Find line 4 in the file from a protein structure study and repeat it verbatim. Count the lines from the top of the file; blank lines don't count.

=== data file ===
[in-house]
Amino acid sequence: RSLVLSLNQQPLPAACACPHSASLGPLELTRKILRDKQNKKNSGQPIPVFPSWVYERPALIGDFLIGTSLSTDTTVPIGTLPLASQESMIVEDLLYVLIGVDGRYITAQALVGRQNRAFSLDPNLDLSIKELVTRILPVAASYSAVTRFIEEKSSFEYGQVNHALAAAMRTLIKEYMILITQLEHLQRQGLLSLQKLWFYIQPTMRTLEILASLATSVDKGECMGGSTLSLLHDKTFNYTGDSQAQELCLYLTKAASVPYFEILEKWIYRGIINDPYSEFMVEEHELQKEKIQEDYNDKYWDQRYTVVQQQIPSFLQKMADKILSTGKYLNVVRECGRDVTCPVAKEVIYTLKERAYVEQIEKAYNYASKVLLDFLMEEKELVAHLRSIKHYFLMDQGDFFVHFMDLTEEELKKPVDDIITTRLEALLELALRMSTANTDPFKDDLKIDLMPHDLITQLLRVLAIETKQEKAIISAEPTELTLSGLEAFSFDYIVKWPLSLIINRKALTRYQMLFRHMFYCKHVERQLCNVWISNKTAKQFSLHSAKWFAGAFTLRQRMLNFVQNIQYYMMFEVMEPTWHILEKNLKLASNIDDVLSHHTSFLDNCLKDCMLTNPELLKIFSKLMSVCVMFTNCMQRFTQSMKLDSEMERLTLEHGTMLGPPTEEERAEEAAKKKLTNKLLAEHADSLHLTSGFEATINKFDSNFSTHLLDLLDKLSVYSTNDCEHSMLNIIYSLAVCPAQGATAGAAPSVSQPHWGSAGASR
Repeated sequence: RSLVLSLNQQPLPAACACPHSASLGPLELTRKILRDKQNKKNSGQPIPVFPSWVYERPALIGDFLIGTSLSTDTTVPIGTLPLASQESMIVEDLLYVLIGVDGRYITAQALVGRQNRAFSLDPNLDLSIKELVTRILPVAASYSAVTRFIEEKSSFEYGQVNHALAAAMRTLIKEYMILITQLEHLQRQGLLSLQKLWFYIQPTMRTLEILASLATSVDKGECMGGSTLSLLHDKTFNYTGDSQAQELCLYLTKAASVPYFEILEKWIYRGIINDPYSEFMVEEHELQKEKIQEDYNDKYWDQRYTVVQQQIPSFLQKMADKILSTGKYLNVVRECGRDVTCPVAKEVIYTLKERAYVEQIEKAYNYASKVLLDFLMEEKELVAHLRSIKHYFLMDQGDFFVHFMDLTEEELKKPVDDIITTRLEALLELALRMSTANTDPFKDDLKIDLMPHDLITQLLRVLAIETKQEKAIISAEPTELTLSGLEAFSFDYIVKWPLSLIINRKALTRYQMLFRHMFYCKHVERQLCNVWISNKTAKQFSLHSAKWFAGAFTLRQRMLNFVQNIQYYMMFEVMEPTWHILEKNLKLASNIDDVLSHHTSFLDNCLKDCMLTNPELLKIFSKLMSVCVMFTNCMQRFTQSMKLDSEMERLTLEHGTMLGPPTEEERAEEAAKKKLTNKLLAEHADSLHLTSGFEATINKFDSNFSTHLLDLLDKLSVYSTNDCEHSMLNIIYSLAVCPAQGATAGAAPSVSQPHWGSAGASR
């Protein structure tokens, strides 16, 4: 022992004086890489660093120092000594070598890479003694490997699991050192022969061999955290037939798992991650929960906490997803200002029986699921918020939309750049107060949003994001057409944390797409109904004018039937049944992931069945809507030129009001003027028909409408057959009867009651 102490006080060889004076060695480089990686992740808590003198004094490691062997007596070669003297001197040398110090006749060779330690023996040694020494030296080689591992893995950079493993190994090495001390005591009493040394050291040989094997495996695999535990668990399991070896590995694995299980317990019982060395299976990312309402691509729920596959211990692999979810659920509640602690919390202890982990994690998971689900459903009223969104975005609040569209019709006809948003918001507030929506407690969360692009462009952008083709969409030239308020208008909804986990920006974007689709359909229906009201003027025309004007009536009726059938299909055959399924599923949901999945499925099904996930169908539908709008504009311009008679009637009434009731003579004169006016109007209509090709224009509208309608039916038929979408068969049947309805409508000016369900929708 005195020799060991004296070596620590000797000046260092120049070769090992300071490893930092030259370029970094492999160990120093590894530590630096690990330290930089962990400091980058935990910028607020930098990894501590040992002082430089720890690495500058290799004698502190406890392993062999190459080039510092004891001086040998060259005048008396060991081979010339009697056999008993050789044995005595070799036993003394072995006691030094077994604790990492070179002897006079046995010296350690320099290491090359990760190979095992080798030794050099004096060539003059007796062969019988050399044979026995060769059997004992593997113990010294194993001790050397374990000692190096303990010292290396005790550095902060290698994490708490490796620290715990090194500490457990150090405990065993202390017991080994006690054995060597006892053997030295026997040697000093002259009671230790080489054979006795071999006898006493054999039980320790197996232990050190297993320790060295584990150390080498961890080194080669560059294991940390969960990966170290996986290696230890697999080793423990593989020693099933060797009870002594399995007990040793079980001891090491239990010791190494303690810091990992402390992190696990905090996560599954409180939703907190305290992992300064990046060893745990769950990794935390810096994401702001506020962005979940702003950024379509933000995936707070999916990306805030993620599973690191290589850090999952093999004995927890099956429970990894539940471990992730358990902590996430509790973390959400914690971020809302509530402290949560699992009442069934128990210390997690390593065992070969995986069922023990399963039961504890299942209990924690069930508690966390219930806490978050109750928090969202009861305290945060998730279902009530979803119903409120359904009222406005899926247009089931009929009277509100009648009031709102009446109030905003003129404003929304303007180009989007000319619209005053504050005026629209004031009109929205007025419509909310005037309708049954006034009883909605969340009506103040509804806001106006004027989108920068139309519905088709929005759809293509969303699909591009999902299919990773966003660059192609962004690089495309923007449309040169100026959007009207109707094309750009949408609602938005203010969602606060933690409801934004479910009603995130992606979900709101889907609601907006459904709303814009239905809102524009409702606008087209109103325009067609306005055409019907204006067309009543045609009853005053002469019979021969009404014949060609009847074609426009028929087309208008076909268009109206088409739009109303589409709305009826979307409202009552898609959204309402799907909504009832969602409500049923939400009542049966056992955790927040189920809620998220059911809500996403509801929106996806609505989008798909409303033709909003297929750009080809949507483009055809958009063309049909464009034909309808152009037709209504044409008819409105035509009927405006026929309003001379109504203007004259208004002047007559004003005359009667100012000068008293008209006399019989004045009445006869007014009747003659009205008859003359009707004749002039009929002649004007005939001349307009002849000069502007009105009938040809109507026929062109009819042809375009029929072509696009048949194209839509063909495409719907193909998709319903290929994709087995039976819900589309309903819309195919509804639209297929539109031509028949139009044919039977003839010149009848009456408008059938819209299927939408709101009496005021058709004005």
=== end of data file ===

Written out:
């Protein structure tokens, strides 16, 4: 022992004086890489660093120092000594070598890479003694490997699991050192022969061999955290037939798992991650929960906490997803200002029986699921918020939309750049107060949003994001057409944390797409109904004018039937049944992931069945809507030129009001003027028909409408057959009867009651 102490006080060889004076060695480089990686992740808590003198004094490691062997007596070669003297001197040398110090006749060779330690023996040694020494030296080689591992893995950079493993190994090495001390005591009493040394050291040989094997495996695999535990668990399991070896590995694995299980317990019982060395299976990312309402691509729920596959211990692999979810659920509640602690919390202890982990994690998971689900459903009223969104975005609040569209019709006809948003918001507030929506407690969360692009462009952008083709969409030239308020208008909804986990920006974007689709359909229906009201003027025309004007009536009726059938299909055959399924599923949901999945499925099904996930169908539908709008504009311009008679009637009434009731003579004169006016109007209509090709224009509208309608039916038929979408068969049947309805409508000016369900929708 005195020799060991004296070596620590000797000046260092120049070769090992300071490893930092030259370029970094492999160990120093590894530590630096690990330290930089962990400091980058935990910028607020930098990894501590040992002082430089720890690495500058290799004698502190406890392993062999190459080039510092004891001086040998060259005048008396060991081979010339009697056999008993050789044995005595070799036993003394072995006691030094077994604790990492070179002897006079046995010296350690320099290491090359990760190979095992080798030794050099004096060539003059007796062969019988050399044979026995060769059997004992593997113990010294194993001790050397374990000692190096303990010292290396005790550095902060290698994490708490490796620290715990090194500490457990150090405990065993202390017991080994006690054995060597006892053997030295026997040697000093002259009671230790080489054979006795071999006898006493054999039980320790197996232990050190297993320790060295584990150390080498961890080194080669560059294991940390969960990966170290996986290696230890697999080793423990593989020693099933060797009870002594399995007990040793079980001891090491239990010791190494303690810091990992402390992190696990905090996560599954409180939703907190305290992992300064990046060893745990769950990794935390810096994401702001506020962005979940702003950024379509933000995936707070999916990306805030993620599973690191290589850090999952093999004995927890099956429970990894539940471990992730358990902590996430509790973390959400914690971020809302509530402290949560699992009442069934128990210390997690390593065992070969995986069922023990399963039961504890299942209990924690069930508690966390219930806490978050109750928090969202009861305290945060998730279902009530979803119903409120359904009222406005899926247009089931009929009277509100009648009031709102009446109030905003003129404003929304303007180009989007000319619209005053504050005026629209004031009109929205007025419509909310005037309708049954006034009883909605969340009506103040509804806001106006004027989108920068139309519905088709929005759809293509969303699909591009999902299919990773966003660059192609962004690089495309923007449309040169100026959007009207109707094309750009949408609602938005203010969602606060933690409801934004479910009603995130992606979900709101889907609601907006459904709303814009239905809102524009409702606008087209109103325009067609306005055409019907204006067309009543045609009853005053002469019979021969009404014949060609009847074609426009028929087309208008076909268009109206088409739009109303589409709305009826979307409202009552898609959204309402799907909504009832969602409500049923939400009542049966056992955790927040189920809620998220059911809500996403509801929106996806609505989008798909409303033709909003297929750009080809949507483009055809958009063309049909464009034909309808152009037709209504044409008819409105035509009927405006026929309003001379109504203007004259208004002047007559004003005359009667100012000068008293008209006399019989004045009445006869007014009747003659009205008859003359009707004749002039009929002649004007005939001349307009002849000069502007009105009938040809109507026929062109009819042809375009029929072509696009048949194209839509063909495409719907193909998709319903290929994709087995039976819900589309309903819309195919509804639209297929539109031509028949139009044919039977003839010149009848009456408008059938819209299927939408709101009496005021058709004005």